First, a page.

The Sunk Cost Fallacy

As I minimise my belongings, I’m finding that the thing that gives me the most discomfort is owning up to sunk costs. These are the costs incurred in running your business or life which turned out to not be a good investment.

In my case, the sunk costs have long resided in my closet. It’s hard to admit that I spend £150 on a cashmere cardigan that I only wore once, but the money was paid years ago. Likewise, hanging onto it doesn’t make it a better purchase because it stuck around for a long time. If anything, it’s just taking up real estate. Then something more urgent came along.

Shoes have proved to be a huge problem. To say that I loved wearing heels would be inaccurate, but I did wear a lot of heels and felt a sort of pride in my aching feet. I can walk in the stilettos that make most women wobble on Saturday night. I even used to wear them all day, towering over everyone in my office. However, I read an article over the weekend which indicated that heels lead to lower back pain and a shortened, aching psoas.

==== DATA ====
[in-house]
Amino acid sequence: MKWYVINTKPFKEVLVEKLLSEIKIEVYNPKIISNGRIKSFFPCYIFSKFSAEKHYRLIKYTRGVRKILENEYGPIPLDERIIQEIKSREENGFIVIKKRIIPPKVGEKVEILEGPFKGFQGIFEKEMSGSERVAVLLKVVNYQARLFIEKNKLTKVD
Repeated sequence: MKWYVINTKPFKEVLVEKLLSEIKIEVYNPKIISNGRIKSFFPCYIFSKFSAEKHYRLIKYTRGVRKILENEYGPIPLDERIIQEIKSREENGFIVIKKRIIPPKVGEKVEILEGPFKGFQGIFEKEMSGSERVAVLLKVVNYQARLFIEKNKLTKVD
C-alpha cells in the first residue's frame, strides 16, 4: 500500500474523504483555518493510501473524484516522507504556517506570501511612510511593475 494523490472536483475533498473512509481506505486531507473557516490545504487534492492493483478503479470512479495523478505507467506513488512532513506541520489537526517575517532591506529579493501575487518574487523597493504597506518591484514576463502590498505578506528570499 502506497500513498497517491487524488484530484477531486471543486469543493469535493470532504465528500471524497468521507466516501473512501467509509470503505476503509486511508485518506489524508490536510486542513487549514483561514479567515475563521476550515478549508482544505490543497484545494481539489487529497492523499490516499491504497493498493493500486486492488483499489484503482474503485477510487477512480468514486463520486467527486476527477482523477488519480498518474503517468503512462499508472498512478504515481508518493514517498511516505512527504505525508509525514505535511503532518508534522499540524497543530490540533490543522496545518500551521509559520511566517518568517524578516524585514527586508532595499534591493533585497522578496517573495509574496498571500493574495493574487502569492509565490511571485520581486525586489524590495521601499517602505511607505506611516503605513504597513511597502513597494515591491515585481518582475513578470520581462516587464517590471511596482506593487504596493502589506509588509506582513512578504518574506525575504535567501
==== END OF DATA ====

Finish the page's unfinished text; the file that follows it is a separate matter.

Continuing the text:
As a dancer, an aching psoas has made it hard for me to enjoy movement, and I’ve wondered for a long time what could have caused this. In the past, I never needed to stretch my lower back mid-class, and never had a backbend hurt so much. It shocked me to learn that my shoes might be behind the problem I’m experiencing now. So, I started a new purge just for my shoes. So far, I have three pairs of heels remaining. I hope to be able to buy some barefoot shoes to replace this gaping hole, but at least I know I’m doing my back a favour. In this case, the [sunk] cost of those heels is definitely too high.

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